I swear he looked astonished when, after a few minutes of both of us relaxed and still, with me draped a little bit over him, I got down and took off his halter. I could tell that he was relaxed but I didn’t want to confirm any expectations that all of this was just preparation for sitting on him. He likes being ridden, or he has in the past, not resisting being mounted, and stepping out nicely, so either he’s very sore in the ribs, or I traumatized him somehow, or he’s bored and annoyed with my lack of progress, or who knows what.

I feel deflated and defeated, normal part of the learning cycle. I don’t know how to teach the circling game. I don’t know how to engage him for riding. I don’t know how to find that relaxed and willing partner to do stuff with. I don’t know anything about riding or horses under saddle — how to tell if they are straight, or relaxed, or bracey, or anything. Just so much I don’t know. I saw playfulness where Erin saw dominance; I saw extroversion where Erin saw introversion; I feel like I am always waiting for something, waiting to get over the next hurdle or climb the next step or something.

I don’t know how to tell if I’m exercising him enough or too much, or to feel if I’m doing too much in one direction or another. I don’t know when I’m lacking leadership and when I’m respecting his thresholds. I *think* I am doing right in backing way off and rubbing him, but maybe I need to be moving his feet a lot more and bringing his life up, to earn leadership and to engage him better? I don’t know!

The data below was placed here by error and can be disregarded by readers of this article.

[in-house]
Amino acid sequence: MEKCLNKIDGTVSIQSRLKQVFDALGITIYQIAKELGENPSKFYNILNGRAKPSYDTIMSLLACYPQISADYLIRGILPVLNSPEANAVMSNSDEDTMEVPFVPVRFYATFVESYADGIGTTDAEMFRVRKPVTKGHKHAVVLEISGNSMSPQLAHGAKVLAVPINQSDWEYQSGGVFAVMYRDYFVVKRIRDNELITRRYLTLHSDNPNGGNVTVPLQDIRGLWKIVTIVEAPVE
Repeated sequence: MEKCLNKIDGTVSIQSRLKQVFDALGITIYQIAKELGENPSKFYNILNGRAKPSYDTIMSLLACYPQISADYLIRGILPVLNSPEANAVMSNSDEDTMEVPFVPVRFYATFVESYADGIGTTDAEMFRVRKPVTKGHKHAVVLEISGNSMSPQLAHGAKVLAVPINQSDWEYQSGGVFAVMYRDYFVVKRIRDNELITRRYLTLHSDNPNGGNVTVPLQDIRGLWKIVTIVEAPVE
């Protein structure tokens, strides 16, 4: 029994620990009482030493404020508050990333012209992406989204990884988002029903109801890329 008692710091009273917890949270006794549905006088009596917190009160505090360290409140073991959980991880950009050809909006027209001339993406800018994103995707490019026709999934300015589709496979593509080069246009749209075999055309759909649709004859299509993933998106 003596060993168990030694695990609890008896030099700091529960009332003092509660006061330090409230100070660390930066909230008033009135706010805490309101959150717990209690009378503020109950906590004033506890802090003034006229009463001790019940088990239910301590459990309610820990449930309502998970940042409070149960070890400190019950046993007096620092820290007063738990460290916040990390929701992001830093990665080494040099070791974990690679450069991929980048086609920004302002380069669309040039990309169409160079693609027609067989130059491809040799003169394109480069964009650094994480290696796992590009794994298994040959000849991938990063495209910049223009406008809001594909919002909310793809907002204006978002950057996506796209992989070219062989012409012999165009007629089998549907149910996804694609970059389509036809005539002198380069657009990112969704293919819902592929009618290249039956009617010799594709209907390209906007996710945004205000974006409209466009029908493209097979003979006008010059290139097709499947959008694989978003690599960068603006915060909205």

I’m not crushed or frustrated so much as sad that as we approach our two-year anniversary together, we aren’t out riding four or more times a week, becoming more athletic and having fun with patterns and games and the trail. I feel like I’m letting Rocky down. I know he’s happy, but he’d be even happier if we were really forging an active partnership, and he would still have the other 20 hours a day to eat and laze!

I can see that for the first time in the two years since I met him, he’s fat. You can’t see a single rib, and from the front, his belly sticks out past his shoulders. It only took two years but by golly, he no longer looks like he’s starving at the knacker’s holding pen.

Static electricity is making his tail all floofy, too. He was not swishing his tail when I took this picture, just holding it still and out from his body. Tomorrow I’ll go rub him, or at least his tail, with a dryer sheet.

Categories: Love | 1 Comment

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One thought on “No philosophers so thoroughly comprehend us as dogs and horses ~ Herman Melville

  1. I just wanted to let you know that I love reading your blog. Hang in there. Your sense of humor is hilarious. I, too, wish that we all lived closer to each other!!